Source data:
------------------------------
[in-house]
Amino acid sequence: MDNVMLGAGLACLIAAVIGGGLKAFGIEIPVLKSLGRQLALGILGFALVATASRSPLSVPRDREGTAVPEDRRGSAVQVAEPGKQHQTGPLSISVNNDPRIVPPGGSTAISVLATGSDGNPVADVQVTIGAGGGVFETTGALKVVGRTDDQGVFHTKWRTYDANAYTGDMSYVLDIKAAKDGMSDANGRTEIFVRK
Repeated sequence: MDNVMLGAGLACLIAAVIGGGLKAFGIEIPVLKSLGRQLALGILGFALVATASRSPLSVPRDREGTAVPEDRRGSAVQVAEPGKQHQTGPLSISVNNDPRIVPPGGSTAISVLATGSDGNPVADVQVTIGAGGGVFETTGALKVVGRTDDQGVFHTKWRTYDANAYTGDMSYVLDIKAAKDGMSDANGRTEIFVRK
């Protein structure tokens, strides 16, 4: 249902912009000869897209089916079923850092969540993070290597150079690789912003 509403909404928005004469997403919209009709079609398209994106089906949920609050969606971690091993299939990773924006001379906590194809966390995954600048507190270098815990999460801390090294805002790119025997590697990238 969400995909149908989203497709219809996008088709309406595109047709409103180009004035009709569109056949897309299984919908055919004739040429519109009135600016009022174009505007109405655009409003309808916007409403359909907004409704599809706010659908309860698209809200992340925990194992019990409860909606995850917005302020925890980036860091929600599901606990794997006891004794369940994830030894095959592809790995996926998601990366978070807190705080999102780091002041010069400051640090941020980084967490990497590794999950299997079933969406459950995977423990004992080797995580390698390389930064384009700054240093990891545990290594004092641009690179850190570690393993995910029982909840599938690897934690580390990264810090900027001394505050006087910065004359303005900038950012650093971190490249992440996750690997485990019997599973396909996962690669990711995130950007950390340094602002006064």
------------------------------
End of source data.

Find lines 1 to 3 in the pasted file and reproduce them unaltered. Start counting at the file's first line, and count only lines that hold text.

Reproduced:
[in-house]
Amino acid sequence: MDNVMLGAGLACLIAAVIGGGLKAFGIEIPVLKSLGRQLALGILGFALVATASRSPLSVPRDREGTAVPEDRRGSAVQVAEPGKQHQTGPLSISVNNDPRIVPPGGSTAISVLATGSDGNPVADVQVTIGAGGGVFETTGALKVVGRTDDQGVFHTKWRTYDANAYTGDMSYVLDIKAAKDGMSDANGRTEIFVRK
Repeated sequence: MDNVMLGAGLACLIAAVIGGGLKAFGIEIPVLKSLGRQLALGILGFALVATASRSPLSVPRDREGTAVPEDRRGSAVQVAEPGKQHQTGPLSISVNNDPRIVPPGGSTAISVLATGSDGNPVADVQVTIGAGGGVFETTGALKVVGRTDDQGVFHTKWRTYDANAYTGDMSYVLDIKAAKDGMSDANGRTEIFVRK